SCOTUS urged to not take Indiana case

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The Indiana Attorney General's Office wants the nation's top jurists to reject a Hoosier case posing Fourth Amendment questions about police searches, valid search warrants, and probable cause.

In a 33-page brief filed late Monday, the AG's office contends the Indiana Supreme Court was correct in deciding last summer that police can seize evidence not identified in an initial search warrant when those items of criminality are found on the scene of a valid search dictated by the first warrant.

The brief comes in response to a January petition for certiorari in Willie Eaton v. State of Indiana, No. 08-8153, which stems from a state decision issued June 30, 2008. That ruling in Eaton v. State, 889 N.E.2d 297 (Ind. 2008), affirmed a judgment from Wayne Circuit Judge David Kolger and held Eaton's convictions for cocaine dealing and marijuana possession should stand because an initial search warrant had sufficient probable cause.

Dating to May 2005, the case involves an Indiana State Police move to stop an interstate drug-trafficking conspiracy. Eaton went to a Richmond muffler store to meet with Edgar Gonzalez, who earlier in the day police stopped for speeding and caught with cocaine. A trooper rode with Gonzalez to the destination and planted a recording device in the vehicle, and then waited to enter the muffler store until after Eaton arrived. Police obtained a warrant to search Eaton's home based on a statement from the officer who said drug traffickers commonly kept money and records regarding drug trades on cell phones, computers, and other items at home.

During the search for records, police saw several items in the home - including cocaine - that caused them to get another warrant allowing for police to seize those additional items and eventually leading to the convictions.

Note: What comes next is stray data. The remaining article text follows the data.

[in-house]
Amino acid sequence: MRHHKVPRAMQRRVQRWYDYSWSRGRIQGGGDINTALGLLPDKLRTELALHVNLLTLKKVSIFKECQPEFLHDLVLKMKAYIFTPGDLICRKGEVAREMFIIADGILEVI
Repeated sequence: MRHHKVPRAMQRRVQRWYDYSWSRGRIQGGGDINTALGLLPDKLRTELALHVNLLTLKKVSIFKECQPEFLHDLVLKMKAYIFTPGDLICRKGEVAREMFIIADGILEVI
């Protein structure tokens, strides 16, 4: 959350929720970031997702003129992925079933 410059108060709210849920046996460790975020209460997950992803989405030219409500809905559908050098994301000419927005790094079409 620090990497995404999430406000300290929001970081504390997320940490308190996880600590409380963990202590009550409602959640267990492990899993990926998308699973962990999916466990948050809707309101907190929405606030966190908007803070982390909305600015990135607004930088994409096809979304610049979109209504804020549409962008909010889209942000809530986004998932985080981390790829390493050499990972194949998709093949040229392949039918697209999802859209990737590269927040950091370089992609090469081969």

On direct appeal, four justices concluded that a police officer may seize evidence not identified in a search warrant "when he inadvertently discovers items of readily apparent criminality while rightfully occupying a particular location." But Justice Robert D. Rucker dissented, fearing that the majority's logic in approving that search warrant would invite more government searches and that could violate both the U.S. and Indiana constitutions.

Hoping to overturn that decision, Eaton's pro bono counsel F. Thomas Schornhorst, a professor emeritus at Indiana University Maurer School of Law - Bloomington, filed a petition Jan. 12 asking the high court to accept jurisdiction in a case posing important and recurring Fourth Amendment questions on broadly worded search warrants.

In its response brief, the attorney general's office poses the question: "When police arrest a suspected drug trafficker at the scene of a four-kilo transaction, is it reasonable for them to infer, for purposes of obtaining a search warrant, that the suspect likely conceals documentary and other evidence of his drug trade at home?"


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  1. If a class action suit or other manner of retribution is possible, count me in. I have email and voicemail from the man. He colluded with opposing counsel, I am certain. My case was damaged so severely it nearly lost me everything and I am still paying dearly.